The QStringEncoder class provides a state-based encoder for text. More

Inheritance diagram of PySide6.QtCore.QStringEncoder




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Detailed Description#


This section contains snippets that were automatically translated from C++ to Python and may contain errors.

A text encoder converts text from Qt’s internal representation into an encoded text format using a specific encoding.

Converting a string from Unicode to the local encoding can be achieved using the following code:

string = "..."
fromUtf16 = QStringEncoder(QStringEncoder.Utf8)
encodedString = fromUtf16(string)

The encoder remembers any state that is required between calls, so converting data received in chunks, for example, when receiving it over a network, is just as easy, by calling the encoder whenever new data is available:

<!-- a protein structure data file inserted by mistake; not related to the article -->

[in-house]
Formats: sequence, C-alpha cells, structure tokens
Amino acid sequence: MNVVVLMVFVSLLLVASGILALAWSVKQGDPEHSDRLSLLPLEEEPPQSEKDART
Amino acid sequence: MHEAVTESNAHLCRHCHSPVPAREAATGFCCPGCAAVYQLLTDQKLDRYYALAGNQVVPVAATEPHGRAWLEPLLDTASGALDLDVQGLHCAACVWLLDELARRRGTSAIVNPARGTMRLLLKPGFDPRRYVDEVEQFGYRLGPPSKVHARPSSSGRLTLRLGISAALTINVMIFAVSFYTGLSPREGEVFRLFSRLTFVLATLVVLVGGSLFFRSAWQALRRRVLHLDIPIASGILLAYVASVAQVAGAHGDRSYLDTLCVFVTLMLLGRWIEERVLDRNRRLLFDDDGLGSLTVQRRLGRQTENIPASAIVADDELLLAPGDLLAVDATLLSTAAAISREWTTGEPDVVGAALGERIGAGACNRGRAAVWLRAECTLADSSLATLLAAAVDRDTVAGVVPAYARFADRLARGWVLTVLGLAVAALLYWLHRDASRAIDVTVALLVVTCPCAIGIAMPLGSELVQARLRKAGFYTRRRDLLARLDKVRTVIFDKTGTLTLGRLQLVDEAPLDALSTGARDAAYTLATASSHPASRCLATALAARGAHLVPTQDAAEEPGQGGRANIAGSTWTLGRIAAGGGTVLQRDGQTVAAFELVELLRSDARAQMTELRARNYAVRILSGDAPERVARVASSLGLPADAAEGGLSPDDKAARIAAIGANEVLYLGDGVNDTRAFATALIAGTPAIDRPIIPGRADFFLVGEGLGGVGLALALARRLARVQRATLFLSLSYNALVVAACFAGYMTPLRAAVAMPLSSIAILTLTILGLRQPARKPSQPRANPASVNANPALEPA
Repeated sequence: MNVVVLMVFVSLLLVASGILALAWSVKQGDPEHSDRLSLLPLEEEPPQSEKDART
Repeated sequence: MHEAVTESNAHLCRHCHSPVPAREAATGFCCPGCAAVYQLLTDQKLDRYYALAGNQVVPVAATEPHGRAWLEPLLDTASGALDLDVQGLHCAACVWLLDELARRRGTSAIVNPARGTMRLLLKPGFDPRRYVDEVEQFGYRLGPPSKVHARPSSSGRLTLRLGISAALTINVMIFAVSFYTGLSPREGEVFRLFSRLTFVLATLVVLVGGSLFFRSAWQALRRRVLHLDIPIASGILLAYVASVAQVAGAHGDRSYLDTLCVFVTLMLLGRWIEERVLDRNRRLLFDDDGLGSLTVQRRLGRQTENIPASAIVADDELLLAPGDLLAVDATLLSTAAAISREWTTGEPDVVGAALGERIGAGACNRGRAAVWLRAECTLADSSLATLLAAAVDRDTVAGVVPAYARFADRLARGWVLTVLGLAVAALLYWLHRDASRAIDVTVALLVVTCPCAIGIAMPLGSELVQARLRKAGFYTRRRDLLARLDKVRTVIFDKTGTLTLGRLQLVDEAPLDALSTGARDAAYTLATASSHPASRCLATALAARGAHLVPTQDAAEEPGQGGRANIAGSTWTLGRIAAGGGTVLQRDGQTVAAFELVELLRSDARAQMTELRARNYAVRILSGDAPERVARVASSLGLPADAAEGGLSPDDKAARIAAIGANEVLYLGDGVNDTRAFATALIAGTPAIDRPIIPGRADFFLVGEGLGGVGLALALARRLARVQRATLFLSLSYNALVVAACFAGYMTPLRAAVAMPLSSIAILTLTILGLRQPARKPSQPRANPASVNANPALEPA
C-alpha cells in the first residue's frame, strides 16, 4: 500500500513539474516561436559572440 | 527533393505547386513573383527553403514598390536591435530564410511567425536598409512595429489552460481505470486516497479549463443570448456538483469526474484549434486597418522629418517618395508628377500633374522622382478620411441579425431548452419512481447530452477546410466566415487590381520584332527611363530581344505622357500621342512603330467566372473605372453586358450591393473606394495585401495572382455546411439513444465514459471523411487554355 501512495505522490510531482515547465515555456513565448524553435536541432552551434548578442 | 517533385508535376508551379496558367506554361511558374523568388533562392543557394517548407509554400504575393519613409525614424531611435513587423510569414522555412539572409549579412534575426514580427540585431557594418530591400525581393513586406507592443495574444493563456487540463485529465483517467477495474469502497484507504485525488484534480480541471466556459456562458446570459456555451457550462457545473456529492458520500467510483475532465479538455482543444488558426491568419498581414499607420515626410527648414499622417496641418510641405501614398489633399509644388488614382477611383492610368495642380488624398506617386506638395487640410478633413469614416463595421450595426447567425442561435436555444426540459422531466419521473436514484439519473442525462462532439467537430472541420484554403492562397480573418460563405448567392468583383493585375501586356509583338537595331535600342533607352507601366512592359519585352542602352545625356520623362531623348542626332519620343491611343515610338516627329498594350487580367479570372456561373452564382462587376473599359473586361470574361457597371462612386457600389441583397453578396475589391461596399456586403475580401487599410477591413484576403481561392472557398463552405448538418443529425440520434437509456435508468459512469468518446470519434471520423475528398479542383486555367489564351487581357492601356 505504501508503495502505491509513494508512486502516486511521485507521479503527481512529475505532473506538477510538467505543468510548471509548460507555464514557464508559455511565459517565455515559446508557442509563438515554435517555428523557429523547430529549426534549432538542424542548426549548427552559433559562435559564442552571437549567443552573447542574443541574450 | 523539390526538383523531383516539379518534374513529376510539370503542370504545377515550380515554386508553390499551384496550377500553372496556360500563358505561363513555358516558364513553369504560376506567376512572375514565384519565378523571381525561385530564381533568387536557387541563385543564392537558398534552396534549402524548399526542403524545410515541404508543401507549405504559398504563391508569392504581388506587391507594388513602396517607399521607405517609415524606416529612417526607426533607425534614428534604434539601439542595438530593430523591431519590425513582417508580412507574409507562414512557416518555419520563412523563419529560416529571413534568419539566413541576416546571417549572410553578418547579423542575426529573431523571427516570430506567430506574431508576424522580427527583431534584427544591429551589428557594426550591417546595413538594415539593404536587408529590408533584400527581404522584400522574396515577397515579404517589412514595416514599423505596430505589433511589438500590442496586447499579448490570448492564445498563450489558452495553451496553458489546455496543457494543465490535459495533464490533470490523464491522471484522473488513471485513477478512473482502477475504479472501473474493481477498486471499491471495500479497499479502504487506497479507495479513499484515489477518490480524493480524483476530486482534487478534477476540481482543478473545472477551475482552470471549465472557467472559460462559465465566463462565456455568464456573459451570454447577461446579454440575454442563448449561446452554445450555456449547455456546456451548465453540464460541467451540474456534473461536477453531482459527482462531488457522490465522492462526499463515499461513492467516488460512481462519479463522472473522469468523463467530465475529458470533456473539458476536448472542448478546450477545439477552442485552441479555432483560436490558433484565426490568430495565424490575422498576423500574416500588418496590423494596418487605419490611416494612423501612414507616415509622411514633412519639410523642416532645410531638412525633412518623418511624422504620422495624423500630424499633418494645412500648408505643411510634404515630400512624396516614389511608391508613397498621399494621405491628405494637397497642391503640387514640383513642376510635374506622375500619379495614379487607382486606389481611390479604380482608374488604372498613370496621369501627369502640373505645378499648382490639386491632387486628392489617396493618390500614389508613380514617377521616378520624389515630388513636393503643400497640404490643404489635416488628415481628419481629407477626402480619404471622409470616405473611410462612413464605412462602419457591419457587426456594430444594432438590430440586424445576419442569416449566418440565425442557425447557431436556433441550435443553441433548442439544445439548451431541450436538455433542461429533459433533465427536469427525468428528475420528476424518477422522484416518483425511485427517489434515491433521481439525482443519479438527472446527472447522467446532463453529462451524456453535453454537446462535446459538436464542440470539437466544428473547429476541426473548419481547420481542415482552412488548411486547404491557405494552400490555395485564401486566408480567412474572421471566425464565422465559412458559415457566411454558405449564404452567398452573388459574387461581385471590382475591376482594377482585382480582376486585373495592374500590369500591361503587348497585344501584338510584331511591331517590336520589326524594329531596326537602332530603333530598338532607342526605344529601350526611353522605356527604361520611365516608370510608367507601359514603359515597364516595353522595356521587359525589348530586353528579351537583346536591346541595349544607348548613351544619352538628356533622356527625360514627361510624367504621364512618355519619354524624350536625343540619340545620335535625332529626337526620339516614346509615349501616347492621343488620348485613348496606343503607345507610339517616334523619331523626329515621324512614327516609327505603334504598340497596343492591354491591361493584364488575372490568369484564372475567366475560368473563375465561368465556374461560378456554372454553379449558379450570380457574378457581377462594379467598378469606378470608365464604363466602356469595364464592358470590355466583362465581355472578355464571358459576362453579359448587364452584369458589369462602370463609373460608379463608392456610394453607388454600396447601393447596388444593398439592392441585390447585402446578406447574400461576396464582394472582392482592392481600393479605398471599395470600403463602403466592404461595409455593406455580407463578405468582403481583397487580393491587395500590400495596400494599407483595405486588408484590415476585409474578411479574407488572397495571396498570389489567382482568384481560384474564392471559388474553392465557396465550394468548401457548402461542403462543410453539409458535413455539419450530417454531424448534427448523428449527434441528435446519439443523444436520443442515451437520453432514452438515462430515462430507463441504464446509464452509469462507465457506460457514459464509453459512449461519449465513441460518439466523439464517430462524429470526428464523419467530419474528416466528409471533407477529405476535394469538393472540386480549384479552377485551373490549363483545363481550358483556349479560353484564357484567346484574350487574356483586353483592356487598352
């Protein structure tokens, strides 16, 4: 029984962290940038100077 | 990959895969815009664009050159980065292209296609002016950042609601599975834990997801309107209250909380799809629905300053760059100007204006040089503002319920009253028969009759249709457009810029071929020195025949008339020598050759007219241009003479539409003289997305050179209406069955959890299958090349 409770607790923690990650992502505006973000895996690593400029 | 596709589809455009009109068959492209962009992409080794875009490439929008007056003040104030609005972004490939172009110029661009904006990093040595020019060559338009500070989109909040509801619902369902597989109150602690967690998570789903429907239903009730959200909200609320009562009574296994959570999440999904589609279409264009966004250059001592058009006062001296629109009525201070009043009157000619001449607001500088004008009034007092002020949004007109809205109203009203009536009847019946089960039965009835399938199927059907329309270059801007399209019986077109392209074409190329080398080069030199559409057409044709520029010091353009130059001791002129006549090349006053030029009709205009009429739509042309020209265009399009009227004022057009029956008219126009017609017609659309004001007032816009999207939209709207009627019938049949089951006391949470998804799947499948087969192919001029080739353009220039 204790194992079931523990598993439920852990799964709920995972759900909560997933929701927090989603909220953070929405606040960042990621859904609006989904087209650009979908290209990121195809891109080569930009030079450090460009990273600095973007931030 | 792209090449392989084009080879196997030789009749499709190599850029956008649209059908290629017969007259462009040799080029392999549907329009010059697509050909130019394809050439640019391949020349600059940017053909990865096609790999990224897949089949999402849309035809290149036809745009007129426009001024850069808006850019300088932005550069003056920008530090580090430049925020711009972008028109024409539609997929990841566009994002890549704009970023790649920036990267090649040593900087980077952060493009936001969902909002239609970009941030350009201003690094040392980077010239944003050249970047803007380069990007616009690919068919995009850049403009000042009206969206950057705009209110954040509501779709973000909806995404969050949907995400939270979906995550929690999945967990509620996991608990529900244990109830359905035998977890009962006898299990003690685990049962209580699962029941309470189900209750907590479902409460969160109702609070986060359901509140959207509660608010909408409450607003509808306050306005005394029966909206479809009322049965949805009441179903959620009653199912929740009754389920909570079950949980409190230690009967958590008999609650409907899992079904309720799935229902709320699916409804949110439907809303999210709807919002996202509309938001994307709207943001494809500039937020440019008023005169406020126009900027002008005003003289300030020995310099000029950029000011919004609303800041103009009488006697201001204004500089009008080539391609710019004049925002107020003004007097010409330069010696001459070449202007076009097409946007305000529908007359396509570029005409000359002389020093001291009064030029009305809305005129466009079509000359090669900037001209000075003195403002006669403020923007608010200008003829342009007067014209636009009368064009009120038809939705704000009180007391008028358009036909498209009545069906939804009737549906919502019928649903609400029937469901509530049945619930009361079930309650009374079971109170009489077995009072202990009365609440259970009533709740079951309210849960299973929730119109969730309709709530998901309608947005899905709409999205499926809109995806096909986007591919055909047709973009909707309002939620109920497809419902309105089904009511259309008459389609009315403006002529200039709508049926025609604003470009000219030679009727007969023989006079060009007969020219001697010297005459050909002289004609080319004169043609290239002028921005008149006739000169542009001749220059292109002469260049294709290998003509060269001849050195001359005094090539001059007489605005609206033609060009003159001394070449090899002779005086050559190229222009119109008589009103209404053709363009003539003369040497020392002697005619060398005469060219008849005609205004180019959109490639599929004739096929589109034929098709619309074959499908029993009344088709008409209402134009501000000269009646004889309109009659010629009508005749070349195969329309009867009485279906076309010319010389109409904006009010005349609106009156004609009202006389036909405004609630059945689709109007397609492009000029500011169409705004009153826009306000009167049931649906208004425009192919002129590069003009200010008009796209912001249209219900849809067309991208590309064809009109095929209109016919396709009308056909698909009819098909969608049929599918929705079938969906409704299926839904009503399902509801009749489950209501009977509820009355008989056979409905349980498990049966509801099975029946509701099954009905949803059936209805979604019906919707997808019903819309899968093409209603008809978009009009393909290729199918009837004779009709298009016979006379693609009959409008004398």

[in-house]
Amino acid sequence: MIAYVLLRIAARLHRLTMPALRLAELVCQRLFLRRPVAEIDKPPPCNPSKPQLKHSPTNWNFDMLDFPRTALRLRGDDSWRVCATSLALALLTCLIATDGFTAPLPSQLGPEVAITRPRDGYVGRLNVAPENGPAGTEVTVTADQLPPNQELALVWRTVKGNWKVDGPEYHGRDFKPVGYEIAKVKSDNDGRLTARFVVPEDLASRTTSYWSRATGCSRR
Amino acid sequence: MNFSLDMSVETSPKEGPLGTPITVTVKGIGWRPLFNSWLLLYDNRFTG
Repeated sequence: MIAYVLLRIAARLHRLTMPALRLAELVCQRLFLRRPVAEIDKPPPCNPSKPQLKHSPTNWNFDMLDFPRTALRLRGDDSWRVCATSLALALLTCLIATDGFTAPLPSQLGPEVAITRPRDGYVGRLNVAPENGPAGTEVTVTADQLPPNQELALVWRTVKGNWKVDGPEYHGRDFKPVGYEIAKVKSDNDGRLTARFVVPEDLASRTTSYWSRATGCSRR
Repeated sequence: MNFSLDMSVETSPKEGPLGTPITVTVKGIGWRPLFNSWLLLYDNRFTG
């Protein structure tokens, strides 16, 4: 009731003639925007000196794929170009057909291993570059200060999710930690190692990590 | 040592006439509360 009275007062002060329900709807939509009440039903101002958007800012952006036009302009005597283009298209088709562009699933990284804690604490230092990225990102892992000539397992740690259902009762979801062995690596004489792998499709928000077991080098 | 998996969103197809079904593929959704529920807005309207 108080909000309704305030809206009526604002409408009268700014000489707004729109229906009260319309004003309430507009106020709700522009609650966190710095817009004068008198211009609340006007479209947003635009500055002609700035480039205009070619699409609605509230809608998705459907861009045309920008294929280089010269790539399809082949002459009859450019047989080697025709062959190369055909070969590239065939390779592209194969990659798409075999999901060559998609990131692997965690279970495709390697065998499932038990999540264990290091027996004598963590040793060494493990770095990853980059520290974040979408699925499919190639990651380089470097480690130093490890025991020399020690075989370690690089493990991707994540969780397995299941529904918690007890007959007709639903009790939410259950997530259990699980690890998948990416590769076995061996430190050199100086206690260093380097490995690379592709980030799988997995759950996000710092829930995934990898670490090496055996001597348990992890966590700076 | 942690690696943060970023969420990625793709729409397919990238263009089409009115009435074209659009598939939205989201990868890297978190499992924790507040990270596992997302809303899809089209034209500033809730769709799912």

fromUtf16 = QStringEncoder(QStringEncoder.Utf8)
encoded = QByteArray()
while new_data_available():
    chunk = get_new_data()
    encoded += fromUtf16(chunk)

The QStringEncoder object maintains state between chunks and therefore works correctly even if a UTF-16 surrogate character is split between chunks.

QStringEncoder objects can’t be copied because of their internal state, but can be moved.

class PySide6.QtCore.QStringEncoder#

PySide6.QtCore.QStringEncoder(encoding[, flags=QStringConverterBase.Flag.Default])

PySide6.QtCore.QStringEncoder(name[, flags=QStringConverterBase.Flag.Default])


Default constructs an encoder. The default encoder is not valid, and can’t be used for converting text.


inputLength – int

Return type:


Returns the maximum amount of characters required to be able to process inputLength decoded data.

See also